A smarter person would have given up. And there were many times when I nearly did (which, I suppose, suggests I am nearly smart). The idea was a bit goofy to begin with: a really bad singer learns to sing and writes a book about it. But that would have allowed me to spend a lot of time researching, thinking about and writing about music, one of the two enduring passions in my life (the other is hockey).
The idea first struck me in 2007, but I had to finish a couple of books-in-progress before I could devote any serious attention to one about singing. Finally, in 2009, I wrote a proposal and showed it to the man who’d just edited my book That Good Night, on end-of-life ethics. Over a beer, he was encouraging but he gave me a lot of “notes.” My pitch was to use the story of learning to sing as a narrative spine for a book about music. But I had never been a music journalist and my editor said, “You’re not the right person to write this book.”
I needed to make a lot of changes. Although I might have stopped right there, I kept at it and a year later, I had a proposal I thought was more focused, sensible and appropriate for me. My agent sent it to several publishers. All but one passed on the idea. So I met with the editor at the one publishing house that asked to meet me. He said he was interested in the subject, but not the way I’d pitched it. He passed, but was open to looking at a revised proposal.
Instead of ditching the idea altogether, I changed strategy. I proposed an article to Maisonneuve hoping a magazine feature would help me make the case that I had an idea worthy of a book. I also applied for and received a Canadian Institutes of Health Research journalism award, which meant that even if I didn’t have a book deal, I had the money to do some of the necessary reporting.
"She’s the pioneer of congenital amusia research so I wanted to study what she does. But it turned out she wanted to study me."
The idea was to look at the science of singing, including tone deafness—or as the researchers call it, congenital amusia. I’d always thought I was tone deaf, but when I did a little research, I discovered the disorder—which is in the brain, not the ear—wasn’t common. At the time, the standard figure was four percent of the population had amusia (by the time I finished the book, the revised research number was 2.5 per cent and even that may turn out to be high). While many bad singers call themselves tone deaf, most are bad for other reasons. I figured I just needed training.
After two singing lessons with musician and vocal coach Micah Barnes, I headed to Montreal to interview Isabelle Peretz co-director of the International Laboratory for Brain, Music and Sound Research (or BRAMS) at the Université de Montréal. She’s the pioneer of congenital amusia research so I wanted to study what she does. But it turned out she wanted to study me. I was amusic, after all. That was certainly dispiriting news and my next singing lesson mostly consisted of Barnes convincing me I was still trainable, so I shouldn’t quit.
So I didn’t. Barnes and I laughed a lot during our sessions, but I hated practising. I could never hear if I was singing the right notes or not and that sapped my motivation. Seven months later, I returned to BRAMS to take part in more experiments. After a day of failing test after test, I decided to pack it in. Although I had enough for the article, I finally admitted a book was impossible.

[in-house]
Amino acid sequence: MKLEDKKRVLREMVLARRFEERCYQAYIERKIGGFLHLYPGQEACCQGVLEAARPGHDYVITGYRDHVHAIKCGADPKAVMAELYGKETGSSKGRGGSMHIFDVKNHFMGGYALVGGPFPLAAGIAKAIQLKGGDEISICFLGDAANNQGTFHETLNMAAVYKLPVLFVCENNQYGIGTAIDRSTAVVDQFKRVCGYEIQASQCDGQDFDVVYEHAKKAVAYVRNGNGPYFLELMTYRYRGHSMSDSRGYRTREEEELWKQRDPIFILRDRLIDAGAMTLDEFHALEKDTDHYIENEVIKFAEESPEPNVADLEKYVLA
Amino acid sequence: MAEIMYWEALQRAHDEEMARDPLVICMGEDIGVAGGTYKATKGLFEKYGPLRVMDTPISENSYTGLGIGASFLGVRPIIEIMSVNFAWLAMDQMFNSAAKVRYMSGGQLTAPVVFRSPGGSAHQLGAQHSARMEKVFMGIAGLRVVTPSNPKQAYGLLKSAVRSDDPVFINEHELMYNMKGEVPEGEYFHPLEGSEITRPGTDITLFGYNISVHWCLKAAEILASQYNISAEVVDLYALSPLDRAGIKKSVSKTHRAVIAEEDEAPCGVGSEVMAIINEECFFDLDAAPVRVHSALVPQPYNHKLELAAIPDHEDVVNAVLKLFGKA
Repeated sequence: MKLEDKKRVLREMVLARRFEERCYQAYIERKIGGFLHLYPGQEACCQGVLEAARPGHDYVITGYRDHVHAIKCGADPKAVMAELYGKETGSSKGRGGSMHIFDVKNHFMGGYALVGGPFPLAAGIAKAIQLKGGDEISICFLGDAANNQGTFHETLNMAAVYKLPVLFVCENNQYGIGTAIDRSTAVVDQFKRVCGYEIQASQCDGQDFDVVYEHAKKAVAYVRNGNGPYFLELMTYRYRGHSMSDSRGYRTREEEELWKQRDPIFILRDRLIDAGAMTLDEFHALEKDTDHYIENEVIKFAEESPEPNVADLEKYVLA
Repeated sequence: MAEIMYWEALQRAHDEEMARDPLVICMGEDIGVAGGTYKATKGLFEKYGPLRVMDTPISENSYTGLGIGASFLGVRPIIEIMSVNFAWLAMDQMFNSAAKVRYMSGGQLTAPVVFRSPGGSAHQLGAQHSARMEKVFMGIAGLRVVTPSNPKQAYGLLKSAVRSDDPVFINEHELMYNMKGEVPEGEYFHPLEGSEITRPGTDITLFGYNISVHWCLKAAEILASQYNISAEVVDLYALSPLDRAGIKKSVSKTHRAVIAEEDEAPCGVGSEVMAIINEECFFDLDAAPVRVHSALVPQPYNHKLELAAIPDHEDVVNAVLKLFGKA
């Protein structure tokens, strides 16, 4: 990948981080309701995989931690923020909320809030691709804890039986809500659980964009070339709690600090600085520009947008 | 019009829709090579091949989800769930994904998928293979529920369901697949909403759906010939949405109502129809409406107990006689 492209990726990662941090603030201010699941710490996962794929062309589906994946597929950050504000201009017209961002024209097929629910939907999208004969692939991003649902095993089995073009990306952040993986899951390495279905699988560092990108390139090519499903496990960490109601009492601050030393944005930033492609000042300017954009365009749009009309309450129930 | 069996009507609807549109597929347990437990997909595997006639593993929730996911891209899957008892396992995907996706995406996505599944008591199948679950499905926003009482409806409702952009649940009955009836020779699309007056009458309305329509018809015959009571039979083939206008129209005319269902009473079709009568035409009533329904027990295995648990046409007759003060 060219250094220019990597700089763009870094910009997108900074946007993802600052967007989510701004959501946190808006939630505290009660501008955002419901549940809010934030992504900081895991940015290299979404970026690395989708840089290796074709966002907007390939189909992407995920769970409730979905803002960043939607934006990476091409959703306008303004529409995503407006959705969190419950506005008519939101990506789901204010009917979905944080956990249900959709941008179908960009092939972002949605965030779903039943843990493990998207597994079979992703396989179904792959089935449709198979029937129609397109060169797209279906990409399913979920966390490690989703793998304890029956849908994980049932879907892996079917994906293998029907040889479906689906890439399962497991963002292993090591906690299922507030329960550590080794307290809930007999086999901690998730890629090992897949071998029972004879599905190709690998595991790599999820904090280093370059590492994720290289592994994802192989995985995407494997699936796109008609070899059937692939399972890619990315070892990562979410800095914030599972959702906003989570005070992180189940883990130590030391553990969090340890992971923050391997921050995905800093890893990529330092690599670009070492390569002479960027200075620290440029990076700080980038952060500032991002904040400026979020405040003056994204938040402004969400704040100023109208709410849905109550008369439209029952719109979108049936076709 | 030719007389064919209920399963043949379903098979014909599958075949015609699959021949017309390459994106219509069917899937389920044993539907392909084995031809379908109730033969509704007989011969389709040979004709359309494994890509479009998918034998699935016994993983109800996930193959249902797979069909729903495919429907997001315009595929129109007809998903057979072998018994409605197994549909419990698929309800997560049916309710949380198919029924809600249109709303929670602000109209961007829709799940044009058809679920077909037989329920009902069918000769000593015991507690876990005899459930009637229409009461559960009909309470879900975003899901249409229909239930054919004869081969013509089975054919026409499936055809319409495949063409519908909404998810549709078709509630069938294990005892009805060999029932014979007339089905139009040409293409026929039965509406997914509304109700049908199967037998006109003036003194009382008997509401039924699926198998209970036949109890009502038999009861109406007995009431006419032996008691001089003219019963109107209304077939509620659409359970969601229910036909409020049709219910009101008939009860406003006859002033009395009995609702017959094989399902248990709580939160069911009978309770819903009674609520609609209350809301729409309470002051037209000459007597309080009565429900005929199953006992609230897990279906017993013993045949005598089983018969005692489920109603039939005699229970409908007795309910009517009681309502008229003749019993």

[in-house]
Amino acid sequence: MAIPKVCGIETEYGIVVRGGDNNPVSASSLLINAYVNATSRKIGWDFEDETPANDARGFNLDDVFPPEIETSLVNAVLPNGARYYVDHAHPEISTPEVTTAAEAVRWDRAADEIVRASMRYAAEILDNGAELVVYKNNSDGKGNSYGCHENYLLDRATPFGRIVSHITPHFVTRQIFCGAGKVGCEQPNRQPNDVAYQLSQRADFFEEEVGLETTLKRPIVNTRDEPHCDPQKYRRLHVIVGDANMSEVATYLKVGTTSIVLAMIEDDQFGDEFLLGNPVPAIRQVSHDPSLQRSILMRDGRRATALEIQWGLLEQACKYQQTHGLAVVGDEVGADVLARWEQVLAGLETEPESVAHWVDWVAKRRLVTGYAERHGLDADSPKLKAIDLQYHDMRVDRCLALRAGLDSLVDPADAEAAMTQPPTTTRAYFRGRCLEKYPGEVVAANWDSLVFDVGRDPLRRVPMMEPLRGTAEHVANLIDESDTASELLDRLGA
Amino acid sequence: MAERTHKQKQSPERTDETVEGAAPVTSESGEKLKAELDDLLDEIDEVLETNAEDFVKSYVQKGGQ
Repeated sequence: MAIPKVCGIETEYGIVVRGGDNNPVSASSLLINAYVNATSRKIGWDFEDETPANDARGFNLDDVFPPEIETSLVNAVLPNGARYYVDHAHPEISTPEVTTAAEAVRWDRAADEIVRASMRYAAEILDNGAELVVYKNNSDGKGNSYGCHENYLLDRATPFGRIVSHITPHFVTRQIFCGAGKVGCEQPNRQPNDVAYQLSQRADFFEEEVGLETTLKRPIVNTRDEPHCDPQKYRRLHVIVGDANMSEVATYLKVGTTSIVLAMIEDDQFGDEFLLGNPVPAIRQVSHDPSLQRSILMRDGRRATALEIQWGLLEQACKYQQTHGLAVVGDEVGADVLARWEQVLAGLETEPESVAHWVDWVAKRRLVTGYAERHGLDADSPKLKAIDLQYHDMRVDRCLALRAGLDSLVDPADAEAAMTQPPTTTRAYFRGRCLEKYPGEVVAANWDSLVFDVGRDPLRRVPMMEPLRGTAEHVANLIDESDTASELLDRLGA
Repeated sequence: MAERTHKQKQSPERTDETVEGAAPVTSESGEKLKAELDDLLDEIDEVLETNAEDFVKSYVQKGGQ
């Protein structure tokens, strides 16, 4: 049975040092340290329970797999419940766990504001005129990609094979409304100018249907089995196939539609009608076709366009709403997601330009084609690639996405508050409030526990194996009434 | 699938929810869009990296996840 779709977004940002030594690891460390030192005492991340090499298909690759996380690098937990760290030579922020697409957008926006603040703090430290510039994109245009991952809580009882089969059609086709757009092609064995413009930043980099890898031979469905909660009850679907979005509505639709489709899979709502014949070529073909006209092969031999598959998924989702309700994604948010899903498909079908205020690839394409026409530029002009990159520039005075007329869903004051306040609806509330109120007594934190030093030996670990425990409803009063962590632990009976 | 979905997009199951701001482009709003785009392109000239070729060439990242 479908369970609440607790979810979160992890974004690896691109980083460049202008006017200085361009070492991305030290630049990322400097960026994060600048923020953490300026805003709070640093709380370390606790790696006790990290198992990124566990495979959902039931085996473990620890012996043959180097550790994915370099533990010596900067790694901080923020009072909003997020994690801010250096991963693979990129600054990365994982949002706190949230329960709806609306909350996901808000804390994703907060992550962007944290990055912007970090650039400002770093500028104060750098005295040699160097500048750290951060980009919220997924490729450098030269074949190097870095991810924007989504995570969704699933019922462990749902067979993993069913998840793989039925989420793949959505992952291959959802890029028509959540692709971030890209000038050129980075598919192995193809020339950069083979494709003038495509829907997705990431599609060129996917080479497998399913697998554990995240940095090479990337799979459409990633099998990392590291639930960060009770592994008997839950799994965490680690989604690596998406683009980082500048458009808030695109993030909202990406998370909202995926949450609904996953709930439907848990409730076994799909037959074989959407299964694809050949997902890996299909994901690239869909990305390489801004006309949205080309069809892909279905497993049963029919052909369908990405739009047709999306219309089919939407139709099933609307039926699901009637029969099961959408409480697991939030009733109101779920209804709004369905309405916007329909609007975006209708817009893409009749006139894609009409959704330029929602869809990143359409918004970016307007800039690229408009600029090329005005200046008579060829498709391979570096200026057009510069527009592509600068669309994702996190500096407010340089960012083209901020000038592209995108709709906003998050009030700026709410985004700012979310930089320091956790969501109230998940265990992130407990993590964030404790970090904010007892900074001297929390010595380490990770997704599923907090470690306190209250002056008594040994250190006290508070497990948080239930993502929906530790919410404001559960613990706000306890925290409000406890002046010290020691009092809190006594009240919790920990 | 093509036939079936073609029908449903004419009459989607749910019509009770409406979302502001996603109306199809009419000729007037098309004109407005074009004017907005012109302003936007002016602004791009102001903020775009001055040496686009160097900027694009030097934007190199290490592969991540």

But I’d promised to return to the lab the next day. I kept my promise and just before I left one of the researchers—Sean Hutchins, who is now director of research at Toronto’s Royal Conservatory of Music—sat me down to go over some of the results. The data showed moderate improvement in my singing. He said that while I shouldn’t get my hopes up too much, I should continue my lessons.
That was moderately encouraging, but I took a break from my sessions with Barnes to focus on writing the article. Then I interviewed Frank Russo, the director of Ryerson University’s SMART lab (Science of Music, Auditory Research and Technology), who also wanted to study me. His experiment tracked my progress scientifically as I worked with Barnes. I started to practise harder and that paid off in some measurable improvement, but I was still a bad singer and I still didn’t have a book deal.
After the Maisonneuve article ran, I set about revising my proposal with all that I’d learned. A couple of people who looked at it suggested my idea would work better as a radio doc than as a book. I’m an author, not a radio guy, but by this point I was having serious doubts that I’d ever write a book again, let alone one about music. So I sent a pitch to CBC Radio’s Ideas.
I was too stubborn (or stupid) to completely abandon my dream project, though. Now agentless, I sent the proposal to the editor who’d met with me three years earlier. He liked the way I’d written the new version, but said the problem with a book like this was he wanted to hear it. He passed again.
Finally, I contacted Sarah MacLachlan, the president and publisher of House of Anansi Press. I knew her a bit socially. Who was Anansi’s non-fiction editor, I wondered. Send the proposal to me, she said. Before long, Sarah asked me to come in to meet Janie Yoon, who would be my editor.
Nine years later, I have a book on store shelves and I’m delighted that I was never smart enough to give up.
Tim Falconer is the author of Bad Singer: The Surprising Science of Tone Deafness and How We Hear Music and three and a half other books. He teaches creative non-fiction at the University of King’s College and is an editor in the Banff Centre’s Literary Journalism program.
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